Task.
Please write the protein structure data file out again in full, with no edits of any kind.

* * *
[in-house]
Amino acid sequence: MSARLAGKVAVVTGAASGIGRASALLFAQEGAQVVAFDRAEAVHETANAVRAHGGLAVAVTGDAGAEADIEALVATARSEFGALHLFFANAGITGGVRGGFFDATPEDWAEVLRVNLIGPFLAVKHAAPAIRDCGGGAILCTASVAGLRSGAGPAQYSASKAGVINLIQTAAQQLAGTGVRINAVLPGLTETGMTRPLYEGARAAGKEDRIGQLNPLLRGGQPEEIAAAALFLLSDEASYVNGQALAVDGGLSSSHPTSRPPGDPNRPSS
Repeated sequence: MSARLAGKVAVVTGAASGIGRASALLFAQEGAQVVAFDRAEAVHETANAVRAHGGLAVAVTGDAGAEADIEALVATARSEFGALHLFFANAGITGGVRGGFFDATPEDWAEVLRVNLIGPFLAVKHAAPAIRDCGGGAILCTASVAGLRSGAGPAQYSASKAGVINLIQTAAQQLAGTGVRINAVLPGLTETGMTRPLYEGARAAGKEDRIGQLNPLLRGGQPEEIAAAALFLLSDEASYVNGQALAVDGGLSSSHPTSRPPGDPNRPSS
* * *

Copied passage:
[in-house]
Amino acid sequence: MSARLAGKVAVVTGAASGIGRASALLFAQEGAQVVAFDRAEAVHETANAVRAHGGLAVAVTGDAGAEADIEALVATARSEFGALHLFFANAGITGGVRGGFFDATPEDWAEVLRVNLIGPFLAVKHAAPAIRDCGGGAILCTASVAGLRSGAGPAQYSASKAGVINLIQTAAQQLAGTGVRINAVLPGLTETGMTRPLYEGARAAGKEDRIGQLNPLLRGGQPEEIAAAALFLLSDEASYVNGQALAVDGGLSSSHPTSRPPGDPNRPSS
Repeated sequence: MSARLAGKVAVVTGAASGIGRASALLFAQEGAQVVAFDRAEAVHETANAVRAHGGLAVAVTGDAGAEADIEALVATARSEFGALHLFFANAGITGGVRGGFFDATPEDWAEVLRVNLIGPFLAVKHAAPAIRDCGGGAILCTASVAGLRSGAGPAQYSASKAGVINLIQTAAQQLAGTGVRINAVLPGLTETGMTRPLYEGARAAGKEDRIGQLNPLLRGGQPEEIAAAALFLLSDEASYVNGQALAVDGGLSSSHPTSRPPGDPNRPSS